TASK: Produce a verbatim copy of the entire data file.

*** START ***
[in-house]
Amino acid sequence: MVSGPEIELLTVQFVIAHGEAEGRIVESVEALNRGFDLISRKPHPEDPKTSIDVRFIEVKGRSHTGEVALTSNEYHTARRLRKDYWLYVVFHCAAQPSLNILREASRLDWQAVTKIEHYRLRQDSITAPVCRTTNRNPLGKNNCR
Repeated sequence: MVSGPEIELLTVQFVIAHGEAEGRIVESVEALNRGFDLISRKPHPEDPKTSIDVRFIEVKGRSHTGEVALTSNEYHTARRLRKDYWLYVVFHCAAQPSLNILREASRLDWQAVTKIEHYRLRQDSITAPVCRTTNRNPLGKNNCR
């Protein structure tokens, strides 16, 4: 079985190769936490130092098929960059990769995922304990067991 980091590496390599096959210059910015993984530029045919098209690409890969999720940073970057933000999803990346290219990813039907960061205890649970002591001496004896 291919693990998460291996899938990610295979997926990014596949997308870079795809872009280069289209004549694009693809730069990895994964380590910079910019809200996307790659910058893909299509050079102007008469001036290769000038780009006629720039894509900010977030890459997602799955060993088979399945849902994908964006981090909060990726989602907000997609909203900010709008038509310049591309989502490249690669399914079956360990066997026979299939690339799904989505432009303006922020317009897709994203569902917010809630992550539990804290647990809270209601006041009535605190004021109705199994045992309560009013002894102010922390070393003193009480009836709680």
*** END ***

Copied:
[in-house]
Amino acid sequence: MVSGPEIELLTVQFVIAHGEAEGRIVESVEALNRGFDLISRKPHPEDPKTSIDVRFIEVKGRSHTGEVALTSNEYHTARRLRKDYWLYVVFHCAAQPSLNILREASRLDWQAVTKIEHYRLRQDSITAPVCRTTNRNPLGKNNCR
Repeated sequence: MVSGPEIELLTVQFVIAHGEAEGRIVESVEALNRGFDLISRKPHPEDPKTSIDVRFIEVKGRSHTGEVALTSNEYHTARRLRKDYWLYVVFHCAAQPSLNILREASRLDWQAVTKIEHYRLRQDSITAPVCRTTNRNPLGKNNCR
């Protein structure tokens, strides 16, 4: 079985190769936490130092098929960059990769995922304990067991 980091590496390599096959210059910015993984530029045919098209690409890969999720940073970057933000999803990346290219990813039907960061205890649970002591001496004896 291919693990998460291996899938990610295979997926990014596949997308870079795809872009280069289209004549694009693809730069990895994964380590910079910019809200996307790659910058893909299509050079102007008469001036290769000038780009006629720039894509900010977030890459997602799955060993088979399945849902994908964006981090909060990726989602907000997609909203900010709008038509310049591309989502490249690669399914079956360990066997026979299939690339799904989505432009303006922020317009897709994203569902917010809630992550539990804290647990809270209601006041009535605190004021109705199994045992309560009013002894102010922390070393003193009480009836709680």